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I'm building an image preload animation, that is a circle/pie that gets drawn. Each 'slice' is totalImages / imagesLoaded. So if there are four images and 2 have loaded, it should draw to 180 over time.

I'm using requestAnimFrame, which is working great, and I've got a deltaTime setup to restrict animation to time, however I'm having trouble getting my head around the maths. The closest I can get is that it animates and eases to near where it's supposed to be, but then the value increments become smaller and smaller. Essentially it will never reach the completed value. (90 degrees, if one image has loaded, as an example).

var totalImages = 4;
var imagesLoaded = 1;
var currentArc = 0;

function drawPie(){
  var newArc = 360 / totalImages * this.imagesLoaded // Get the value in degrees that we should animate to
  var percentage = (isNaN(currentArc / newArc) || !isFinite(currentArc / newArc)) || (currentArc / newArc) > 1 ? 1 : (currentArc / newArc); // Dividing these two numbers sometimes returned NaN or Infinity/-Infinity, so this is a fallback
  var easeValue = easeInOutExpo(percentage, 0, newArc, 1);

  //This animates continuously (Obviously), because it's just constantly adding to itself:
  currentArc += easedValue * this.time.delta;

  OR

  //This never reaches the full amount, as increments get infinitely smaller
  currentArc += (newArc - easedValue) * this.time.delta;
}

function easeInOutExpo(t, b, c, d){
  return c*((t=t/d-1)*t*t + 1) + b;
}

I feel like I've got all the right elements and values. I'm just putting them together incorrectly.

Any and all help appreciated.

share|improve this question
up vote 2 down vote accepted

You've got the idea of easing. The reality is that at some point you cap the value.
If you're up for a little learning, you can brush up on Zeno's paradoxes (the appropriate one here being Achilles and the Tortoise) -- it's really short... The Dichotomy Paradox is the other side of the same coin.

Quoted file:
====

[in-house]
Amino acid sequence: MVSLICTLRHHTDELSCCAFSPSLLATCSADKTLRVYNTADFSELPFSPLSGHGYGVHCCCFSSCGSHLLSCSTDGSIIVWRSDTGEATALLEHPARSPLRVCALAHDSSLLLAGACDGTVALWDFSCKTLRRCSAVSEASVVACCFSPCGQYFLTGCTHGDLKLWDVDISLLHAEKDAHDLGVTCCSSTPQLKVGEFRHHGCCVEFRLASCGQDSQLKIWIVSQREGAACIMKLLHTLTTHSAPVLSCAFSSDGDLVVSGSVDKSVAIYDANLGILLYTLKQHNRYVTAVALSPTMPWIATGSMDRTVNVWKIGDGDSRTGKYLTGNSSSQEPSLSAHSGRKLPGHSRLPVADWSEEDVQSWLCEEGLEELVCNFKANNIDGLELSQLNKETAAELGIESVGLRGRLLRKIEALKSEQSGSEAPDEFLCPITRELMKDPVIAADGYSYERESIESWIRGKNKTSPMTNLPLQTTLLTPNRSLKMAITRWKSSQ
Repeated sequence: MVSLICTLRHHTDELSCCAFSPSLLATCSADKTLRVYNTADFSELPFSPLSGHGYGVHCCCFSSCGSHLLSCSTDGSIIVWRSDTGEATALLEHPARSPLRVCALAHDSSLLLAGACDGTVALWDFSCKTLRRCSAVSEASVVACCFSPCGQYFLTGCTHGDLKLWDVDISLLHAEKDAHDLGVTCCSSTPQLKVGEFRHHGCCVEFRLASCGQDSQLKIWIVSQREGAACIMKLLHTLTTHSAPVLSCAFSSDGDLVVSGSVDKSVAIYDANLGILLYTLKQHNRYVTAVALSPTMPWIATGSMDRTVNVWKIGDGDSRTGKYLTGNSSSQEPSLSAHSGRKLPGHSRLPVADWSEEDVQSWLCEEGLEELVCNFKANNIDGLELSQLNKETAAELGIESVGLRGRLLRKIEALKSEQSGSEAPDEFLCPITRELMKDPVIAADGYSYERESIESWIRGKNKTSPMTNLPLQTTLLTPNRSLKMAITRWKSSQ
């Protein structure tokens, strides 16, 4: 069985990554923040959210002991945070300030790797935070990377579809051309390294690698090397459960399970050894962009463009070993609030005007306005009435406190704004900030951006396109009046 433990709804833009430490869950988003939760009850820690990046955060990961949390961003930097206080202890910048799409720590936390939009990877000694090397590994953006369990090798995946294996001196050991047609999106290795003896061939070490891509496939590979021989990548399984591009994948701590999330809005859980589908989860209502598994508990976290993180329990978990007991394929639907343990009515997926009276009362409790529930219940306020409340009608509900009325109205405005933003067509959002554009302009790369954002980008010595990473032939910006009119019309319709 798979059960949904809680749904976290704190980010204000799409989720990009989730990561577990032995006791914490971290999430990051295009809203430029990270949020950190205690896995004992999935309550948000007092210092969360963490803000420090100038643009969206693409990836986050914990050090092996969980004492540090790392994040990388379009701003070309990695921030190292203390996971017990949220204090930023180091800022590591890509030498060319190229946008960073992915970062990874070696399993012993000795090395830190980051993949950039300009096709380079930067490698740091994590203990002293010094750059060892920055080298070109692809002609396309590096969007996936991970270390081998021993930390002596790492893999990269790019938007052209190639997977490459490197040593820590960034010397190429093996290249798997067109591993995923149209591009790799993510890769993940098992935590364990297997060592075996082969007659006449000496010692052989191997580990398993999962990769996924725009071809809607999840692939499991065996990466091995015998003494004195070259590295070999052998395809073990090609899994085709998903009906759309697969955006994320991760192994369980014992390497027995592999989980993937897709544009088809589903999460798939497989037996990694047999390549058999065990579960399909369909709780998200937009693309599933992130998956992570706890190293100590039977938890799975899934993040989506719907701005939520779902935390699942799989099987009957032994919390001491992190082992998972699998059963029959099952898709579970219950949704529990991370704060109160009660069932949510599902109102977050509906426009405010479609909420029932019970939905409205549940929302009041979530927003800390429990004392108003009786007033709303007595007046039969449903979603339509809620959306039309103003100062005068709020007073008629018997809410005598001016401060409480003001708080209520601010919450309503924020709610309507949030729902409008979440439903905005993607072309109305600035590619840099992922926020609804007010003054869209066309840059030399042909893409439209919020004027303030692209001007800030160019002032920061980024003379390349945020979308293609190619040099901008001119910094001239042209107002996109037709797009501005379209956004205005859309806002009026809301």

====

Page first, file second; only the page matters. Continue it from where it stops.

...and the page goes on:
Basically, you're only ever half-way there, regardless of where "here" or "there" may be, and thus you can never take a "final"-step.
And when dealing with fractions, such as with easing, that's very true. You can always get smaller.

So the solution is just to clamp it. Set a minimum amount that you can move in an update (2px or 1px, or 0.5px... or play around).

The alternative (which ends up being similar, but perhaps a bit jumpier), is to set a threshold distance. To say "As soon as it's within 4px of home, snap to the end", or switch to a linear model, rather than continuing the easing.

share|improve this answer
    
Perfect. I had thought about snapping, but figured maybe I was missing something. I was actually told the Tortoise paradox recently! How does jQuery's easing deal with the issue, do you know? – stuntboots Feb 19 '13 at 0:09
    
So, I clamped it using this: this.currentArc += this.Clamp((newArc - hello) * this.time.delta, 2, 500); The Clamp function I'm using is working, I logged out the values. And while the ease out is obvious, the ease in is minimal, despite trying a number of ease in/out equations. Is there something about my calculations that wouldn't allow for proper easing in? On easing out, it slows right down before the end. Easing in is barely noticeable. – stuntboots Feb 19 '13 at 1:01

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